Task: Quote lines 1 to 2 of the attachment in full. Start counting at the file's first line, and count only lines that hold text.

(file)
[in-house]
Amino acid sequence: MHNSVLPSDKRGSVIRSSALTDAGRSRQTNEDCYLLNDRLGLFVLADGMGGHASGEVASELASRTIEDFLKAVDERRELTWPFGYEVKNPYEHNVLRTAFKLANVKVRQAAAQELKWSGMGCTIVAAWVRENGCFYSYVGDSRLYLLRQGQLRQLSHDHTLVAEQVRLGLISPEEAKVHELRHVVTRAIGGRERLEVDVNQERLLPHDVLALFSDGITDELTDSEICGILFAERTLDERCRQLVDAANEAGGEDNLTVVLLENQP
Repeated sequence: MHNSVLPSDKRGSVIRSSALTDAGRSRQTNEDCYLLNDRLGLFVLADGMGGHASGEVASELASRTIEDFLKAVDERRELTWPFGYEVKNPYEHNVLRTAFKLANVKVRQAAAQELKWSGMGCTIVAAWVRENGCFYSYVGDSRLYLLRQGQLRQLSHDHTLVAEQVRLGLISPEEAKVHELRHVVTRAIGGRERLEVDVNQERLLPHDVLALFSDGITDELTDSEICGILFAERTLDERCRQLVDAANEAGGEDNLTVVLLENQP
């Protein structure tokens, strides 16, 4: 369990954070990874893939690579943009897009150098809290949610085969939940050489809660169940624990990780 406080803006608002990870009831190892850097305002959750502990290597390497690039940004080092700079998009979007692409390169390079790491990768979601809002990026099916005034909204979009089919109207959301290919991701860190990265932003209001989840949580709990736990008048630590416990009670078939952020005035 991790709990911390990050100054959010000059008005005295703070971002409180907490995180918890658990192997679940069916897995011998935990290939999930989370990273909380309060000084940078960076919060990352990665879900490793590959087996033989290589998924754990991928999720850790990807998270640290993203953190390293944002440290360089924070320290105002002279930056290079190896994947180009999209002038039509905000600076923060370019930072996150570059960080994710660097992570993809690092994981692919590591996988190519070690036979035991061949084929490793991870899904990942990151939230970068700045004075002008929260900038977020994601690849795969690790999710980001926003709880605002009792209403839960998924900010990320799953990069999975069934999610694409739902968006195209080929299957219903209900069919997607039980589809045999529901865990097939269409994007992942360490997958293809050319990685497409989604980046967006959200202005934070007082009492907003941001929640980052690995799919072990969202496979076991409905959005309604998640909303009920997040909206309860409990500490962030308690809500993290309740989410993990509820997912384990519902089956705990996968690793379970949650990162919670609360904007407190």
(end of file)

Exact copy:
[in-house]
Amino acid sequence: MHNSVLPSDKRGSVIRSSALTDAGRSRQTNEDCYLLNDRLGLFVLADGMGGHASGEVASELASRTIEDFLKAVDERRELTWPFGYEVKNPYEHNVLRTAFKLANVKVRQAAAQELKWSGMGCTIVAAWVRENGCFYSYVGDSRLYLLRQGQLRQLSHDHTLVAEQVRLGLISPEEAKVHELRHVVTRAIGGRERLEVDVNQERLLPHDVLALFSDGITDELTDSEICGILFAERTLDERCRQLVDAANEAGGEDNLTVVLLENQP